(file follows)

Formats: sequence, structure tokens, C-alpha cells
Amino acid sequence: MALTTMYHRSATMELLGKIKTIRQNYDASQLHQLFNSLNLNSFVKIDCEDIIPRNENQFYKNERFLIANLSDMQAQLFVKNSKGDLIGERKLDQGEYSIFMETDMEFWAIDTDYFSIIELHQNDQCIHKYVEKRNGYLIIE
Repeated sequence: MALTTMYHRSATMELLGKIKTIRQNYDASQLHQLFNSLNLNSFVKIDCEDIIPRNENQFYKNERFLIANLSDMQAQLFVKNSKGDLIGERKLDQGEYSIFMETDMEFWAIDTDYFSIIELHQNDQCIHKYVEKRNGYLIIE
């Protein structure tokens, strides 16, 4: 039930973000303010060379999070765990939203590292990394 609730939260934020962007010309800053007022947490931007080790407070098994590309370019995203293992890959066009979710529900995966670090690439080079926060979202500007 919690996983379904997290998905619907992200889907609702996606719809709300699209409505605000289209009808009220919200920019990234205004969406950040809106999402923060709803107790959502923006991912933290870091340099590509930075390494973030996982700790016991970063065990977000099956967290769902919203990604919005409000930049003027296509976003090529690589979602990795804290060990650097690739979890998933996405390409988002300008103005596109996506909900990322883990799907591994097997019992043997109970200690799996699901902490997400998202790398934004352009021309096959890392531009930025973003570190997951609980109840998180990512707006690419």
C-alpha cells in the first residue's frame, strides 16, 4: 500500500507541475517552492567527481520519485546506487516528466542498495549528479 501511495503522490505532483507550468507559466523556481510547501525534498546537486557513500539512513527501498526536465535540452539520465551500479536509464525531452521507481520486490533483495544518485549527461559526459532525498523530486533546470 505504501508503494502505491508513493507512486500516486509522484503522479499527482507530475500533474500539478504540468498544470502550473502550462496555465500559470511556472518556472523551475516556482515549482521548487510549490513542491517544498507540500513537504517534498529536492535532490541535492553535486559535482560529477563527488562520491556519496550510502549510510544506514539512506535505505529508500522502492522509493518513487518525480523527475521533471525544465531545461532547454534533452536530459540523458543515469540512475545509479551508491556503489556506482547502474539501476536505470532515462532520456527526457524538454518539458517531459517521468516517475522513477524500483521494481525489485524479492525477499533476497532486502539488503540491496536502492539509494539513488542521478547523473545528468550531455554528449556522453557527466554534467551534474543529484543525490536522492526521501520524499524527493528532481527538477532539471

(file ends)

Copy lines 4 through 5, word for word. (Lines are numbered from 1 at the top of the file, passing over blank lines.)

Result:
């Protein structure tokens, strides 16, 4: 039930973000303010060379999070765990939203590292990394 609730939260934020962007010309800053007022947490931007080790407070098994590309370019995203293992890959066009979710529900995966670090690439080079926060979202500007 919690996983379904997290998905619907992200889907609702996606719809709300699209409505605000289209009808009220919200920019990234205004969406950040809106999402923060709803107790959502923006991912933290870091340099590509930075390494973030996982700790016991970063065990977000099956967290769902919203990604919005409000930049003027296509976003090529690589979602990795804290060990650097690739979890998933996405390409988002300008103005596109996506909900990322883990799907591994097997019992043997109970200690799996699901902490997400998202790398934004352009021309096959890392531009930025973003570190997951609980109840998180990512707006690419």
C-alpha cells in the first residue's frame, strides 16, 4: 500500500507541475517552492567527481520519485546506487516528466542498495549528479 501511495503522490505532483507550468507559466523556481510547501525534498546537486557513500539512513527501498526536465535540452539520465551500479536509464525531452521507481520486490533483495544518485549527461559526459532525498523530486533546470 505504501508503494502505491508513493507512486500516486509522484503522479499527482507530475500533474500539478504540468498544470502550473502550462496555465500559470511556472518556472523551475516556482515549482521548487510549490513542491517544498507540500513537504517534498529536492535532490541535492553535486559535482560529477563527488562520491556519496550510502549510510544506514539512506535505505529508500522502492522509493518513487518525480523527475521533471525544465531545461532547454534533452536530459540523458543515469540512475545509479551508491556503489556506482547502474539501476536505470532515462532520456527526457524538454518539458517531459517521468516517475522513477524500483521494481525489485524479492525477499533476497532486502539488503540491496536502492539509494539513488542521478547523473545528468550531455554528449556522453557527466554534467551534474543529484543525490536522492526521501520524499524527493528532481527538477532539471